I have several role models for running the Champaign County auditor's office. I believe the DuPage County auditor, Bob Grogan, has made his office the premier county auditor's office in Illinois. He is consistently recognized as one of the leaders in government transparency, and I hope to emulate him. I also believe Champaign County Treasurer Dan Welch should be someone I should use as an example. Dan started his career as a lower level employee in the treasurer's office and worked his way through the ranks to the elected treasurer position. In a roundabout way, I'm following his path. But what I like about Treasurer Welch is the way he works with other county officials to do the best he can for Champaign County's residents. He's truly a partner in improving county government. During the past five years' financial crisis, Treasurer Welch has always kept a calm head while going to the wall for county government. I want to do the same. Finally, I believe I have seen firsthand from Mark Shelden and Gordy Hulten how an elected official should run their office. Both have been fiscally responsible, open to employee suggestions, and active in the community in trying to promote the duties of their office. I hope that I can take lessons from all of these elected officials and make the Champaign County auditor's office one of the best in the state.

8) Do you think the auditor's office has been run well, or have there been significant flaws in its operation in recent years?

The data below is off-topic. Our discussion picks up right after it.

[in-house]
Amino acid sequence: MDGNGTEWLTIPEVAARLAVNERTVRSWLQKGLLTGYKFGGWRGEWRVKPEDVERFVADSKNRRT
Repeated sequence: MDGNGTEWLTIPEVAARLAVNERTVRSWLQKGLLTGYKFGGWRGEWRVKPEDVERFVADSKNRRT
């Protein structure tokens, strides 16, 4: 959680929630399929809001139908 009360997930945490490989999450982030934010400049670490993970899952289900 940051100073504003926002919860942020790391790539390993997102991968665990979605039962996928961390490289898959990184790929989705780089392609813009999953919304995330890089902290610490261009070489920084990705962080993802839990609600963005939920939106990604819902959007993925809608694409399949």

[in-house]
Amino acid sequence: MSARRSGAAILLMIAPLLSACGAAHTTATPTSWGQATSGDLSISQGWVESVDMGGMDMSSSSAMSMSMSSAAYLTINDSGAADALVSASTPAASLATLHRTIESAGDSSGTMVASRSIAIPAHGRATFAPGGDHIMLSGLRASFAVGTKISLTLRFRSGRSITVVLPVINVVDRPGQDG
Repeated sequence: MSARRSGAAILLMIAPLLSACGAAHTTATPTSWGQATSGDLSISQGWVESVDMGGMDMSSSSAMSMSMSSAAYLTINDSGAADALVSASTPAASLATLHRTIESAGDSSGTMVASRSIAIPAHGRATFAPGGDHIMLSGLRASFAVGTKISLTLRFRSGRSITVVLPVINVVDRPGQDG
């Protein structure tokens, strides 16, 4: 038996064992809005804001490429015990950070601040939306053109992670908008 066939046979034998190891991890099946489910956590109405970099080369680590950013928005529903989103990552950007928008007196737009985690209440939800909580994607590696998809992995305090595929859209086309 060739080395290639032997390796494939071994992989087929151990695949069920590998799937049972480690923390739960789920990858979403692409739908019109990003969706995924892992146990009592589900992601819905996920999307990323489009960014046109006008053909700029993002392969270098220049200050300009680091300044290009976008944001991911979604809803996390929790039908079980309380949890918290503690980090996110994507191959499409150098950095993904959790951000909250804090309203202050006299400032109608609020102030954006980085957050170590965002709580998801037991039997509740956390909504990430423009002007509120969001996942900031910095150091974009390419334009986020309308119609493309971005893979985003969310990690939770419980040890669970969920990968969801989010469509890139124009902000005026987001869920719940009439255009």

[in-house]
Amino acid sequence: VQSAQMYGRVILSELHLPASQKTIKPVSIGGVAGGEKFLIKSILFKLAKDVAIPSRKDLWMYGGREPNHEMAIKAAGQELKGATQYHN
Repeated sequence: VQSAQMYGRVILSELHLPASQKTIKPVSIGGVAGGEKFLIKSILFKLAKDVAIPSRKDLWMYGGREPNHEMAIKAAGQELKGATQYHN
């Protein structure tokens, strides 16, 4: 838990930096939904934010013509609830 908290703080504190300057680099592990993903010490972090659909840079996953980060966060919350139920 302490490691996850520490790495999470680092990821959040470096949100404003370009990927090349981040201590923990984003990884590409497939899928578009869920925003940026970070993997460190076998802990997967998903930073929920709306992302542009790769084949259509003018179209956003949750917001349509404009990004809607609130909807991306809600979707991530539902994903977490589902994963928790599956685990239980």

Honestly, the staff of the auditor's office has done a good job at filling the duties of the office without the leadership or management of an elected official, and they should be commended for their work. A lot of the credit should go to Carol Wadleigh, the former chief deputy auditor. Unfortunately for the taxpayers of Champaign County, Ms. Wadleigh took a well deserved retirement this past July (incidentally, the position remains unfilled despite the offers of assistance from county administration, and the office's ability to fulfill its duties has suffered). I believe the most significant flaw has been the incumbent auditor himself. That's a big reason why I'm running for this position. Because of how the incumbent has run this office, I really believe the auditor's office to be a blank canvas. There is so much that can be done with someone leading the office. We can improve the transparency of county government, making it easier to search for how tax dollars are spent. We can bring community members to the table and use the experts from throughout Champaign County to improve county government. We can hold elected officials to a higher standard. There is no person in county government who will work harder than me to make sure these goals are achieved and the duties of the office are fulfilled.